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Melissa McMahon, senior director of talent acquisition for
CDW, a technology services firm in Vernon Hills, Ill., knew something had to be done to reduce the time managers were committing to first-round evaluations of candidates.
That growing responsibility was eating into their bread and butter, which was developing strategy, selling product and coaching their sales teams.
“We were flying our top four or five candidates in for interviews, and it was literally taking a full day or more of our sales managers’ time,” McMahon says. Not only that, but each interview for new sales associates was ringing up close to $1,000 in candidate travel costs.
So McMahon turned to a solution that’s gained increased favor among human resource leaders—the one-way recorded video interview. Working with vendor
HireVue, McMahon created a system where job candidates can log onto a web site and answer a series of prerecorded interview questions while speaking into a webcam. CDW sales managers later log on to the site, review the video interviews and determine which of the candidates to bring in for face-to-face interviews.
Time Is MoneyUse of web-based interviewing has resulted in considerable soft and hard cost savings for CDW, says McMahon, with little perceived drop-off in interviewing quality. CDW pays HireVue $150 per interview, compared to the previous $1,000 it spent on travel-related costs. Per-interview fees are based on interview volume, and CDW pays additional start-up costs for features like creating a branded landing page for candidates. Companies can purchase webcams through HireVue or buy them elsewhere.
Of equal benefit to the dollar savings, says McMahon, is the reduction in time sales managers are spending on early-stage evaluation of candidates, freeing them up for increasing selling and staff coaching. The managers have embraced the new screening process.
“The video component enables hiring managers to assess candidates’ energy and nonverbal skills, which takes the evaluation a step beyond a standard phone screen,” McMahon says. “The prerecorded questions create consistency and fairness in ensuring each candidate gets the same question, asked the same way.”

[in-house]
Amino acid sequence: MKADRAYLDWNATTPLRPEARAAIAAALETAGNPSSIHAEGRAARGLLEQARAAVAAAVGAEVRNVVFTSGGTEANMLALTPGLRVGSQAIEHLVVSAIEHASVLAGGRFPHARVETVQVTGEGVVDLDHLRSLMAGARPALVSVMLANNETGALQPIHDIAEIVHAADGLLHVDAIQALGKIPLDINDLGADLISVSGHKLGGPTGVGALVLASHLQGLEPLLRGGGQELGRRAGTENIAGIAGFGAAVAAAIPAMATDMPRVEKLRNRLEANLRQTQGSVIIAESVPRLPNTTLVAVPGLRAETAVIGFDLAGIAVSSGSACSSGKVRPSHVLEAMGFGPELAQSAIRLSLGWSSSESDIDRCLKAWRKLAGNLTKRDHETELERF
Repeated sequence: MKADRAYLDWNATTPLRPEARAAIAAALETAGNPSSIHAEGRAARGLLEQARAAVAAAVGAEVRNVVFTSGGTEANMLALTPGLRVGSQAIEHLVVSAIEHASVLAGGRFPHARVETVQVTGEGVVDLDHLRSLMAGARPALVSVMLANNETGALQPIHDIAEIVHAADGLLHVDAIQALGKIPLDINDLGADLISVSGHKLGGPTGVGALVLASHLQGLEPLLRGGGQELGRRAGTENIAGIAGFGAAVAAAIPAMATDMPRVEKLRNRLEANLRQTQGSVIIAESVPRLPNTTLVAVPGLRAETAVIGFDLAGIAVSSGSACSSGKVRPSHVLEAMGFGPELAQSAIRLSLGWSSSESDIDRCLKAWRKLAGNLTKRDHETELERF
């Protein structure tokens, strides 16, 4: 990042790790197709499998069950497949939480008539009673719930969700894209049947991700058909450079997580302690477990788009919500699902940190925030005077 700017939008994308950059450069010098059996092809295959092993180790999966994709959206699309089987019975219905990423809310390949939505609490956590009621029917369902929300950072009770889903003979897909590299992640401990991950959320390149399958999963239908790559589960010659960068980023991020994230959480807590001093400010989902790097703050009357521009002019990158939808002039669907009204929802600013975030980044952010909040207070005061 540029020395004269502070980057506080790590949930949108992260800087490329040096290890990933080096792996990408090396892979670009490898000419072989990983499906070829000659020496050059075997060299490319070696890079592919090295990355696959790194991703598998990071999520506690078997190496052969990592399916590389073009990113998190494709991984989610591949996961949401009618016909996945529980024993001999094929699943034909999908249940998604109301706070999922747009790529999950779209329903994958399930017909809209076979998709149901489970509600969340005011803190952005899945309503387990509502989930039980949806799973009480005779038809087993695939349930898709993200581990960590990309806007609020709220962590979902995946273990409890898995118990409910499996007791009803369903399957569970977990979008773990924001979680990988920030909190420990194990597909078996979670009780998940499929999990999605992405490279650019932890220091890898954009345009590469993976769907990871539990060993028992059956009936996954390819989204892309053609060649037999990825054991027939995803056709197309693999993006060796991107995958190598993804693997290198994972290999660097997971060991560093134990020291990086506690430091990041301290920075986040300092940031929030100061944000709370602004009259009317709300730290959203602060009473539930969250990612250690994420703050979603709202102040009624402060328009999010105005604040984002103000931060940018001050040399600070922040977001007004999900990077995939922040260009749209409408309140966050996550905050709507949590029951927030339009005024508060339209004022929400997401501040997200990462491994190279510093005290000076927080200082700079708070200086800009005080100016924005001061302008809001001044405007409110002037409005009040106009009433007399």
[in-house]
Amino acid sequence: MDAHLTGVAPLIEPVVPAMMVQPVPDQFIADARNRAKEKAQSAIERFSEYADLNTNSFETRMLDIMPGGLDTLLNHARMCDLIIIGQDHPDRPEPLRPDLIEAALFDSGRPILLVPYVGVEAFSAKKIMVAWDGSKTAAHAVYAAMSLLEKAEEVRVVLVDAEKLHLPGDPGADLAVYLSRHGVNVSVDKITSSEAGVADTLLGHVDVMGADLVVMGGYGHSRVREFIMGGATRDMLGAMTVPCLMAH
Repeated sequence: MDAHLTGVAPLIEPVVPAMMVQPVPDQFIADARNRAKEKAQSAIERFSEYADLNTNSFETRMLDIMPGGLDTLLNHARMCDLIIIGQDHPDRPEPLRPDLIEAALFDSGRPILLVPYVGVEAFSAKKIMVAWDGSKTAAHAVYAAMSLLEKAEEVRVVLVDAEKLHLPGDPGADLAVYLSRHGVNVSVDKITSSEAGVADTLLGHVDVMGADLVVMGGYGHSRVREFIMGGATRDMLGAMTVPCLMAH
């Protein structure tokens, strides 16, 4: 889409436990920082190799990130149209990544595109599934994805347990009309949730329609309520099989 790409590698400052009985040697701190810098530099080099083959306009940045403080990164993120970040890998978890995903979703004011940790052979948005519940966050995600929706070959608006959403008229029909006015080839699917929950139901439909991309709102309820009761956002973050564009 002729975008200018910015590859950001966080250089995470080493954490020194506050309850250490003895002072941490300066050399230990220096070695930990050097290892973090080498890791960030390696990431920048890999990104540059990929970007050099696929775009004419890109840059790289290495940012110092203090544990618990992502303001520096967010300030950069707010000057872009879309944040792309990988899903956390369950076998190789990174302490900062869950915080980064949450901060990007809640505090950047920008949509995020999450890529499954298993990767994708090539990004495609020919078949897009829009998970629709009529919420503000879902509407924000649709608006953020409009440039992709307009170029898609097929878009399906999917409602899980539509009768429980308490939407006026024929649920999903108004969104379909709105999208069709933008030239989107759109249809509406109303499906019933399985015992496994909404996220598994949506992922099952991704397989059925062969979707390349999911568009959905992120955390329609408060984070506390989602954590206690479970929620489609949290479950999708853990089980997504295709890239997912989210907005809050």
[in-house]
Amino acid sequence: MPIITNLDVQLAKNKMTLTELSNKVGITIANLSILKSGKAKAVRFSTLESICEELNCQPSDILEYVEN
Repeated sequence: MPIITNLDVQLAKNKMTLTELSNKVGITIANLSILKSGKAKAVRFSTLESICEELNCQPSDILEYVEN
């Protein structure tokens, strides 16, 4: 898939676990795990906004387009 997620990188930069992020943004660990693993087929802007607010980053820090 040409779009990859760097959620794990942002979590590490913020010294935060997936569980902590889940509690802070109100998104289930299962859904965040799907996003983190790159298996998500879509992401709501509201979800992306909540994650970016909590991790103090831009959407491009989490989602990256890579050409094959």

If there’s a drawback to the one-way recorded interview, it’s the inability to ask follow-up questions and probe for greater detail in candidate responses. But most users see that as a small sacrifice given the technology’s benefits.
Global Hiring Benefits
Vendors like HireVue have been growing steadily as organizations seek not only ways to reduce travel-related interviewing expense but also to limit the time that harried hiring managers spend on initial selection stages. Human Capital Analyst Dr. John Sullivan recently stated on a radio show that “literally hundreds of firms have already begun using video interviews, and usage patterns are climbing at a significant pace.”
What’s more, information technology research and advisory company Gartner, Inc., reports that by 2013 more than 25 percent of the content that workers view daily will be dominated by audio, pictures or video. The Pew Internet & American Life Project reports that video watching outranks many online activities (62 percent). The HR landscape is changing, experts like Sullivan say, and the ability to be able to “interview from anywhere” is already here.
Another such firm operating in this space is
iViioo, whose iViewXpress web-based video interviewing system enables managers and recruiters to view candidates’ unrehearsed video answers to questions online.
Jeb Blount, CEO of